Scriptural Basis:
“You also must be ready, because the Son of Man will come at an hour when you do not expect Him.” Luke 12:40
Anderson’s Applications:
In the many centuries before the first Christmas, the prophets foretelling of the coming of the Messiah was often a blend of both His Nativity and His Second Coming (e.g. Malachi 3). Though these two world-defining events are vastly different in their effect, these Advent scriptures, if indeed we read them during the season, direct our thoughts to not just the Nativity, but to its grand sequel, our Lord’s return.
Together with the Cross, the Nativity is the quintessential expression of love and romance. No expression of human love or the wooing of man’s heart can ever duplicate the love or the manner of God’s communication of Himself in the Nativity and the Cross. The apostle Paul’s inspired expression of this very thought in Philippians 2:5-11 says it all. Choosing to be wedded to human flesh for eternity and giving His all on the Cross for our behalf is the highest expression and the very source of all love.
The Second Coming, however, is not something we may view with the same love, the same eagerness, or the same commitment of thought as the Nativity and the Cross. Is your thought life characterized by a “yearning for His appearing?” Do you actually want to “speed its coming,” as Peter encourages us in his second epistle (2 Peter 3:12)?
The Nativity took place in obscurity, though its story and the story of the Cross have become the best known stories in the world. But the Second Coming falls into a different category, partly because it has not yet happened, partly because we do not know when it will take place, and partly because we are not quite sure how it is all going to come off; all this despite the numerous descriptions and warnings of it in the Bible. C.S. Lewis writes in his essay “The World’s Last Night” of a modern embarrassment about the doctrine of the Second Coming for a number of reasons. There have been those who have predicted the very day and hour of its occurrence, which did not prove reliable, to theirs and others great embarrassment. They chose to ignore Jesus’ own words that no man, not even Himself, as the Son of Man, knew the day or the hour, only His Father in heaven. While few knew about or participated in the Nativity, and though a greater number actually witnessed the scene of the crucifixion, every person will be at the Second Coming. “Every eye will see Him, even those who pierced Him” (Revelation 1:7), indicating that all the past population of the world, instantly restored, and all the living population at the time of His appearing, will be at this “closing curtain” on human history. It is hardly wise to ignore something in which your personal involvement is certain. Especially when there are irrevocable conclusions for your eternal future.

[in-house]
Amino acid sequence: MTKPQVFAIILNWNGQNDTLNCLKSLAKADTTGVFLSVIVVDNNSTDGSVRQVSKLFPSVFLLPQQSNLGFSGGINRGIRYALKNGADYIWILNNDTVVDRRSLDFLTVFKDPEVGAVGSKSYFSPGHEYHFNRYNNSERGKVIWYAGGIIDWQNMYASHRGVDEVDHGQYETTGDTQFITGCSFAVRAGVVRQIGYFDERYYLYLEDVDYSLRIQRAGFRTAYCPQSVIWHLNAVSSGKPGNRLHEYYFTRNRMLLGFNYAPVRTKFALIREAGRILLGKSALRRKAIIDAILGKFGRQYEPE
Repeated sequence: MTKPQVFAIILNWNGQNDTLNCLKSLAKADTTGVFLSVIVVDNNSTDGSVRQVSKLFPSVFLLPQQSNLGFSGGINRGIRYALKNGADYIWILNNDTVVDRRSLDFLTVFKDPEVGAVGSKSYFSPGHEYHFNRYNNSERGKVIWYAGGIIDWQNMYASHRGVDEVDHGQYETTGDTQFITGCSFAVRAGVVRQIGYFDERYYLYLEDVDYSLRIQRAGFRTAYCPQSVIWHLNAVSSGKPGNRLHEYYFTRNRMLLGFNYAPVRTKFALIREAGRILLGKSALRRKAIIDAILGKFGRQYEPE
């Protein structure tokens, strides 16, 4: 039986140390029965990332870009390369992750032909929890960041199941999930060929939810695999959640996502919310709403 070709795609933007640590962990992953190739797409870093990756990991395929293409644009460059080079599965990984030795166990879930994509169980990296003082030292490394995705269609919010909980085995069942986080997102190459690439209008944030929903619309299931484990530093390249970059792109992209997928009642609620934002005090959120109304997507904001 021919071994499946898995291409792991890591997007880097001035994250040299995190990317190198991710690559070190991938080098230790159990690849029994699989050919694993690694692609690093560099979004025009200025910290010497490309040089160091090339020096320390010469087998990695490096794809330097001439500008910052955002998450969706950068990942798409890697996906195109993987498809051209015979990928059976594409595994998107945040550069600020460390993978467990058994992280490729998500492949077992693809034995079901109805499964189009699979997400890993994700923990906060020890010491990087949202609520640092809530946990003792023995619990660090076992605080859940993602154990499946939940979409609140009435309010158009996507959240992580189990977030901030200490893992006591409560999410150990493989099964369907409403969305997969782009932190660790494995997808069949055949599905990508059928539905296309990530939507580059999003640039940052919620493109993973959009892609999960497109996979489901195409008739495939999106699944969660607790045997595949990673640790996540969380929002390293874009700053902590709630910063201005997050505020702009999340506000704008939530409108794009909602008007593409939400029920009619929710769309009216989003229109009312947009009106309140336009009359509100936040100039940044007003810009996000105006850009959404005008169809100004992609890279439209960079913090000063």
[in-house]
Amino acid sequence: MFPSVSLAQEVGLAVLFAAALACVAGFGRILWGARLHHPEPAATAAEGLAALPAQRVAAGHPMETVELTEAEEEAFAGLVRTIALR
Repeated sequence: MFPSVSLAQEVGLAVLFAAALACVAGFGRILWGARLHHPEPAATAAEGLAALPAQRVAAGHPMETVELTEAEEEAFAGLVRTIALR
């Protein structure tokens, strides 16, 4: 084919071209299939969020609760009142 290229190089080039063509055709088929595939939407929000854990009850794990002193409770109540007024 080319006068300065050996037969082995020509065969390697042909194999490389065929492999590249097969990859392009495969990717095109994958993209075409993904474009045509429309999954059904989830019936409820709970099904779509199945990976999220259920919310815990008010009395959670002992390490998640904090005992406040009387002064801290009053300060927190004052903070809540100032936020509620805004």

That in itself to anyone who admits even a quasi-acceptance of the truth of the Second Coming must evoke some level of fear. What will happen to me at the Second Coming, and what if tonight really is “the world’s last night?” “I’m getting married next week,” or “my baby for which I have waited so long is due next month,” or “the vacation for which I have saved for ten years begins soon,” or “I have so much more to accomplish in my plans,” all express the myriads of reasons which flood our mind as to why the Second Coming can’t come yet. Or it may be simply, “I am not ready because my spiritual status is still a huge question mark, and I do not know what the consequences will be for me in my present quandary.”
But fear, like any intense emotion, is never sustained for long periods of time in the human body. It is replaced with other activity and feelings: lethargy, busyness, other interjections. Fear may instigate a momentary change in your life toward a preparation for Christ’s return, but it will never sustain a life fully content with the thought “this may be the world’s last night.” Not only content, but eagerly anticipating it. This is the emotion which Scripture exhorts in us. If anything more can penetrate our thoughts in these next few weeks, this deserves a place. We may not have all the details, but we have enough!
“Heavenly Father, I have alot to think about right now, but I can still think of this. Help me so live that I fulfill my calling and “speed” the return of my Lord and Savior.”

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